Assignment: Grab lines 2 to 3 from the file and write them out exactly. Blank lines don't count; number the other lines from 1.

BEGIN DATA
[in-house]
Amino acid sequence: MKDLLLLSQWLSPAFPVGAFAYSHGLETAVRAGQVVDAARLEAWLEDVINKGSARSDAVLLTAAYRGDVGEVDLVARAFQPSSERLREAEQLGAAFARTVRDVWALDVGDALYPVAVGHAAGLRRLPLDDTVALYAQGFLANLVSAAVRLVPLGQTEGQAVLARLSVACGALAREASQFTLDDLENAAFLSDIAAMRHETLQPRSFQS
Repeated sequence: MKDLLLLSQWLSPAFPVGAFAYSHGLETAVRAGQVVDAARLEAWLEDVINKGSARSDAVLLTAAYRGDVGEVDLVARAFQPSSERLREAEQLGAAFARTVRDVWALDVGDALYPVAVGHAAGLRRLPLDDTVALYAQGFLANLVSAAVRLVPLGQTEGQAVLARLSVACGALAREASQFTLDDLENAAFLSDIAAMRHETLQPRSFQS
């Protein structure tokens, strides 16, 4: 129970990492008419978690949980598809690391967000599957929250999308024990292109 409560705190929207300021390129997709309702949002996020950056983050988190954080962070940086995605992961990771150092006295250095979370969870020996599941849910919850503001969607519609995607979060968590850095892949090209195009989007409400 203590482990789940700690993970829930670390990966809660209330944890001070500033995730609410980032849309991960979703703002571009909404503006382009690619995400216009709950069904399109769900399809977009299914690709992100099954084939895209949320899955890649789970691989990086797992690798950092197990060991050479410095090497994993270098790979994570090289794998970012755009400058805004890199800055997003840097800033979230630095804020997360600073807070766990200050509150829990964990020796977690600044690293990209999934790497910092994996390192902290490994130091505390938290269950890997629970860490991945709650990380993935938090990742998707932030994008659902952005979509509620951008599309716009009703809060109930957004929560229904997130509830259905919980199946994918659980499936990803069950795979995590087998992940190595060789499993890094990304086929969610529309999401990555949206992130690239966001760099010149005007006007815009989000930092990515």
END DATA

Amino acid sequence: MKDLLLLSQWLSPAFPVGAFAYSHGLETAVRAGQVVDAARLEAWLEDVINKGSARSDAVLLTAAYRGDVGEVDLVARAFQPSSERLREAEQLGAAFARTVRDVWALDVGDALYPVAVGHAAGLRRLPLDDTVALYAQGFLANLVSAAVRLVPLGQTEGQAVLARLSVACGALAREASQFTLDDLENAAFLSDIAAMRHETLQPRSFQS
Repeated sequence: MKDLLLLSQWLSPAFPVGAFAYSHGLETAVRAGQVVDAARLEAWLEDVINKGSARSDAVLLTAAYRGDVGEVDLVARAFQPSSERLREAEQLGAAFARTVRDVWALDVGDALYPVAVGHAAGLRRLPLDDTVALYAQGFLANLVSAAVRLVPLGQTEGQAVLARLSVACGALAREASQFTLDDLENAAFLSDIAAMRHETLQPRSFQS